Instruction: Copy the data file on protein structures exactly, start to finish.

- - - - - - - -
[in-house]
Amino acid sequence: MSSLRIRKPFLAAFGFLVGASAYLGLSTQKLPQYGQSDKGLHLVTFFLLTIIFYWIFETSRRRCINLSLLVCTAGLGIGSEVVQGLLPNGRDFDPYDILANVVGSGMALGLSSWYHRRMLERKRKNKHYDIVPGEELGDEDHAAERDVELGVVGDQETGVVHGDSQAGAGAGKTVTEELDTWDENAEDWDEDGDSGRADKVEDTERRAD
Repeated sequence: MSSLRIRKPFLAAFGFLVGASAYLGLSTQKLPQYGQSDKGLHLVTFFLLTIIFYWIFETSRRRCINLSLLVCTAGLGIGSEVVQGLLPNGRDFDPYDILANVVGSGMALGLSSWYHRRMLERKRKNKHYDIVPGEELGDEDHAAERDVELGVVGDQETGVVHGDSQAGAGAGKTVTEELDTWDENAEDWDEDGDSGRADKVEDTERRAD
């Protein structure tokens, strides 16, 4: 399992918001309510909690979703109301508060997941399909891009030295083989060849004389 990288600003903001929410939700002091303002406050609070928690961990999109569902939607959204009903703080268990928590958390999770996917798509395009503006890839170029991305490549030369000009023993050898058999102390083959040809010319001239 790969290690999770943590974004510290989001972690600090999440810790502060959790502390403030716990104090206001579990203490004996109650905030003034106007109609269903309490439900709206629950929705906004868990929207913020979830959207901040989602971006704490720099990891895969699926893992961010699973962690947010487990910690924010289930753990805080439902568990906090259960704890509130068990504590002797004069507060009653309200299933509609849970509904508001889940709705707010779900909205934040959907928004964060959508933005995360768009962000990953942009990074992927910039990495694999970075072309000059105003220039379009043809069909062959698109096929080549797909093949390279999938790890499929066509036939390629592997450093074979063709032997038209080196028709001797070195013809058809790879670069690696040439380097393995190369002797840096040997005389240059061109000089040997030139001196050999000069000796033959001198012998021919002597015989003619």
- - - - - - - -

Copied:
[in-house]
Amino acid sequence: MSSLRIRKPFLAAFGFLVGASAYLGLSTQKLPQYGQSDKGLHLVTFFLLTIIFYWIFETSRRRCINLSLLVCTAGLGIGSEVVQGLLPNGRDFDPYDILANVVGSGMALGLSSWYHRRMLERKRKNKHYDIVPGEELGDEDHAAERDVELGVVGDQETGVVHGDSQAGAGAGKTVTEELDTWDENAEDWDEDGDSGRADKVEDTERRAD
Repeated sequence: MSSLRIRKPFLAAFGFLVGASAYLGLSTQKLPQYGQSDKGLHLVTFFLLTIIFYWIFETSRRRCINLSLLVCTAGLGIGSEVVQGLLPNGRDFDPYDILANVVGSGMALGLSSWYHRRMLERKRKNKHYDIVPGEELGDEDHAAERDVELGVVGDQETGVVHGDSQAGAGAGKTVTEELDTWDENAEDWDEDGDSGRADKVEDTERRAD
């Protein structure tokens, strides 16, 4: 399992918001309510909690979703109301508060997941399909891009030295083989060849004389 990288600003903001929410939700002091303002406050609070928690961990999109569902939607959204009903703080268990928590958390999770996917798509395009503006890839170029991305490549030369000009023993050898058999102390083959040809010319001239 790969290690999770943590974004510290989001972690600090999440810790502060959790502390403030716990104090206001579990203490004996109650905030003034106007109609269903309490439900709206629950929705906004868990929207913020979830959207901040989602971006704490720099990891895969699926893992961010699973962690947010487990910690924010289930753990805080439902568990906090259960704890509130068990504590002797004069507060009653309200299933509609849970509904508001889940709705707010779900909205934040959907928004964060959508933005995360768009962000990953942009990074992927910039990495694999970075072309000059105003220039379009043809069909062959698109096929080549797909093949390279999938790890499929066509036939390629592997450093074979063709032997038209080196028709001797070195013809058809790879670069690696040439380097393995190369002797840096040997005389240059061109000089040997030139001196050999000069000796033959001198012998021919002597015989003619």